A Black Trump Supporter Embraces the Black Confederate Myth

That’s right. 

As the story says,

Derek Boyd Hankerson is an African American university lecturer, filmmaker, author, and political operative. He’s also a Donald Trump supporter. Pledging his support for Trump last year, Hankerson served as Trump’s Northeast Florida Field Director….

He received his undergraduate degree in Political Science in 1991 from the University of Maryland College Park. In 2007 he earned his Masters in Business Administration from Webster University in St. Louis, Missouri.

But he has co-authored a history book, Belonging: The Civil War’s South We Never Knew.  The book makes the astonishing claim that blacks in large numbers fought for the South during the Civil War, a myth advanced by white racist groups that long ago was debunked by historians.

Now, I’m sure some whiny Confederate heritage advocate will claim that this is a way to get at Donald Trump. That in the process they will be defending poor history is something to note. After all, opponents of “political correctness” embrace heritage correctness … and, it seems, they don’t mind what Trump supporters say, regardless of its historical accuracy, because they are invested in what I might call “partisan correctness.”

Actually, as the comments show, I’m just as tired of anyone citing John Stauffer as a reliable source on this subject. We know better.


15 thoughts on “A Black Trump Supporter Embraces the Black Confederate Myth

  1. Shoshana Bee August 9, 2016 / 10:37 am

    I had actually already started a word document before this post, with this quote from the article(I was hoping that someone in the blogosphere would take this article to task):

    Quote: “and Africans were imported because they knew agriculture and how to grow rich cotton and other crops.” The key “Civil War issues are ones we are still fighting today… and include trade, tariffs, states’ rights, and religion.”

    Did the enslaved Africans grow cotton in Africa, so that they were already skilled in this crop??

    Trade, Tariffs, States Rights, and Religion, oh my! (with the Stauffer reference as the cherry on top)….good gawd this IS right out of the Heritage playbook.

    This is getting harder to keep up with: Political Correctness: OUT Heritage Correctness: IN

    I do like the term “Partisan Correctness” as it exempts the devotee from any sort of truth, consistency, education, intelligence…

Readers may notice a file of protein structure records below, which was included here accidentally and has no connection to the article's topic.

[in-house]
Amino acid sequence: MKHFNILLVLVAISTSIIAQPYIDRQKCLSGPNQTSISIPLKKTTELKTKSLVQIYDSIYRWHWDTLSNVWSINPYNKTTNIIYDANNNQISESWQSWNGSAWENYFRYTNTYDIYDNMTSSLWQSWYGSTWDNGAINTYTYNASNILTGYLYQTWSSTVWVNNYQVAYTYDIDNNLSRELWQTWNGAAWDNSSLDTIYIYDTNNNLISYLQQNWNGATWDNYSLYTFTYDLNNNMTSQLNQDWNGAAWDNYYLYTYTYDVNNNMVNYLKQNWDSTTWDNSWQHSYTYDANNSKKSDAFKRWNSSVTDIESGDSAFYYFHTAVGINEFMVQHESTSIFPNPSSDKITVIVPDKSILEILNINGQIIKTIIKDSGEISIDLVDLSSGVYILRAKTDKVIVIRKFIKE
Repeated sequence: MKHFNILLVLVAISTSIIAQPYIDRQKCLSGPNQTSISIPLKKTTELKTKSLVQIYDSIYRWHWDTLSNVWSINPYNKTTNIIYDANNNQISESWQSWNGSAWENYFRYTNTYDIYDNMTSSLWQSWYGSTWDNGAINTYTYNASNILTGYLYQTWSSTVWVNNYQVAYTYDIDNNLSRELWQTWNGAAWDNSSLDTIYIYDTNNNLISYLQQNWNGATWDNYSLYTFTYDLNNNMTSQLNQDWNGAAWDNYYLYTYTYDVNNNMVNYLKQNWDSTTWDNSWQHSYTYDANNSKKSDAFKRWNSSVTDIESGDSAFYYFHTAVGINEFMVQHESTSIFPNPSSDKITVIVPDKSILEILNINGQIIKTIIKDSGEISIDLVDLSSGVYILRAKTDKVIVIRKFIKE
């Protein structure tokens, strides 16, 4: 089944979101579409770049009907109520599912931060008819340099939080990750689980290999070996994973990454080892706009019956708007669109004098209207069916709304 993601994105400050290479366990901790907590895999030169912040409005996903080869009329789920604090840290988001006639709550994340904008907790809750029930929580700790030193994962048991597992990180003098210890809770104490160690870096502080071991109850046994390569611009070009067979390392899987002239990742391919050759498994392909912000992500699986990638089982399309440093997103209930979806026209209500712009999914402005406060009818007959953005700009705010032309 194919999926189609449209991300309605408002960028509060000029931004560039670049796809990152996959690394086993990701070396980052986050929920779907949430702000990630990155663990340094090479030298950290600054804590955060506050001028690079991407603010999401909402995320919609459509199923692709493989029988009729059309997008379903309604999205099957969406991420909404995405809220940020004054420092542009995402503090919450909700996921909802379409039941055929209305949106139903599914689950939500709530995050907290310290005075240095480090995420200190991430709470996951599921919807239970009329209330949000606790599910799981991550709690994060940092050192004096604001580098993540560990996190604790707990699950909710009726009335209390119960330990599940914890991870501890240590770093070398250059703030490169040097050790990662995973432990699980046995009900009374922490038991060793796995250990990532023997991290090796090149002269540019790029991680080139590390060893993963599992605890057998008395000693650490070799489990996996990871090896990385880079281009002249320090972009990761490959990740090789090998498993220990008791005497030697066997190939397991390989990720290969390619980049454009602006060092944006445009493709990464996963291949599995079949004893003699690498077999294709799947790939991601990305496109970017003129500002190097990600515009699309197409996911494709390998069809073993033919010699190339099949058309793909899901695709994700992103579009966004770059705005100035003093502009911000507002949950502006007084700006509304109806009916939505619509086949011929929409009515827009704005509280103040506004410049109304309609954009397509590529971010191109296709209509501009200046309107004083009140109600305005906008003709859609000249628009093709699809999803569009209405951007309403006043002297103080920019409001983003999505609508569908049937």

• Leo August 10, 2016 / 8:10 am

      I like both “heritage correctness” and “partisan correctness” to describe the historical gymnastics the neo-confederate crowd undertakes to include African-Americans as equals in the confederate army. For all their wailing and gnashing of teeth against “PC” this and “PC” that, those buffoons are blind to their own guilt in the very behavior they say they are against. It just boggles the mind.

  2. Andy Hall August 9, 2016 / 1:23 pm

    I bought this book on Kindle, and it’s quite a ramble. Near the end of “Conclusion, Part 1” (location 1554 of 1711) he gives a brief profile of the career of E. Kirby Smith up to 1861 and ends with, “there is more to know of this black man.”

    Make of that what you will.

    • bob carey August 9, 2016 / 7:04 pm

      Based on your description I would say that Mr. Hankerson thinks that Kirby Smith was a black man. This is quite a leap for those who believe that a sizable number of Blacks fought for the Confederacy, they now have general officers. If this trend continues the Civil War will soon be known as a war between Southern Blacks and Northern Whites with the white southerners standing on the sideline.LOL

        • bob carey August 10, 2016 / 5:10 am

          I saw that statement on West Point over on Kevin Levins’ blog. Maybe Kirby Smith was taking on-line courses.

        • Leo August 10, 2016 / 8:04 am

          There’s a West Point in Mississippi between Columbus and Tupelo. 🙂

  3. rortensie August 9, 2016 / 4:58 pm

    Hey. At least he’s setting the record straight on the establishment of St. Augustine…

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